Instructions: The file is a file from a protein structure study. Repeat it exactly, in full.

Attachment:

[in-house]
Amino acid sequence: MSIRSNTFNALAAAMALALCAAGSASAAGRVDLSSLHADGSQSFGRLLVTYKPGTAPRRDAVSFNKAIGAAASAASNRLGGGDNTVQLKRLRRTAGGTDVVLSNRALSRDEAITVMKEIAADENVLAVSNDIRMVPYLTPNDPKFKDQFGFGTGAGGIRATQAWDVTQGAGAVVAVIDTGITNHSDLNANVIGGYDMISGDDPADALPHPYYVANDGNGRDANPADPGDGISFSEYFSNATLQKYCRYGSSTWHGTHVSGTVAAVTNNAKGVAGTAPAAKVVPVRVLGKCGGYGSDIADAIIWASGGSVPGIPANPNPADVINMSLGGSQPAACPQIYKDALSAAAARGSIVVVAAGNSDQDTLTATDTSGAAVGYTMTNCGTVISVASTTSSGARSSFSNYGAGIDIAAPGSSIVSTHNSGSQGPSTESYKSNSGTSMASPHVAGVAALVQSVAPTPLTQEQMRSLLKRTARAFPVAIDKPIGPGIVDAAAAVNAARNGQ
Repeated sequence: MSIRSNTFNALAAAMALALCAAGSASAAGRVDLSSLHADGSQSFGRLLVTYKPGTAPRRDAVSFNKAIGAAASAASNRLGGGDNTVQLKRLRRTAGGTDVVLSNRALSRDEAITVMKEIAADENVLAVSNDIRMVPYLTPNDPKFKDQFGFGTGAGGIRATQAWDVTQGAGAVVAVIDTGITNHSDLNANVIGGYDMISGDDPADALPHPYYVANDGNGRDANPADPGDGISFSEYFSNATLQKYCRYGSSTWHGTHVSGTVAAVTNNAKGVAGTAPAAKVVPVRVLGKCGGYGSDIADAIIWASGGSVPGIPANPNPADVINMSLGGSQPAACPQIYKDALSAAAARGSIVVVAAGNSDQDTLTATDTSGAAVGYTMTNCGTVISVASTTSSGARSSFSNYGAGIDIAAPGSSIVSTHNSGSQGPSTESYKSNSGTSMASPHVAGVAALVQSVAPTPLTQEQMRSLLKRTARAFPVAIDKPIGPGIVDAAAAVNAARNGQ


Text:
[in-house]
Amino acid sequence: MSIRSNTFNALAAAMALALCAAGSASAAGRVDLSSLHADGSQSFGRLLVTYKPGTAPRRDAVSFNKAIGAAASAASNRLGGGDNTVQLKRLRRTAGGTDVVLSNRALSRDEAITVMKEIAADENVLAVSNDIRMVPYLTPNDPKFKDQFGFGTGAGGIRATQAWDVTQGAGAVVAVIDTGITNHSDLNANVIGGYDMISGDDPADALPHPYYVANDGNGRDANPADPGDGISFSEYFSNATLQKYCRYGSSTWHGTHVSGTVAAVTNNAKGVAGTAPAAKVVPVRVLGKCGGYGSDIADAIIWASGGSVPGIPANPNPADVINMSLGGSQPAACPQIYKDALSAAAARGSIVVVAAGNSDQDTLTATDTSGAAVGYTMTNCGTVISVASTTSSGARSSFSNYGAGIDIAAPGSSIVSTHNSGSQGPSTESYKSNSGTSMASPHVAGVAALVQSVAPTPLTQEQMRSLLKRTARAFPVAIDKPIGPGIVDAAAAVNAARNGQ
Repeated sequence: MSIRSNTFNALAAAMALALCAAGSASAAGRVDLSSLHADGSQSFGRLLVTYKPGTAPRRDAVSFNKAIGAAASAASNRLGGGDNTVQLKRLRRTAGGTDVVLSNRALSRDEAITVMKEIAADENVLAVSNDIRMVPYLTPNDPKFKDQFGFGTGAGGIRATQAWDVTQGAGAVVAVIDTGITNHSDLNANVIGGYDMISGDDPADALPHPYYVANDGNGRDANPADPGDGISFSEYFSNATLQKYCRYGSSTWHGTHVSGTVAAVTNNAKGVAGTAPAAKVVPVRVLGKCGGYGSDIADAIIWASGGSVPGIPANPNPADVINMSLGGSQPAACPQIYKDALSAAAARGSIVVVAAGNSDQDTLTATDTSGAAVGYTMTNCGTVISVASTTSSGARSSFSNYGAGIDIAAPGSSIVSTHNSGSQGPSTESYKSNSGTSMASPHVAGVAALVQSVAPTPLTQEQMRSLLKRTARAFPVAIDKPIGPGIVDAAAAVNAARNGQ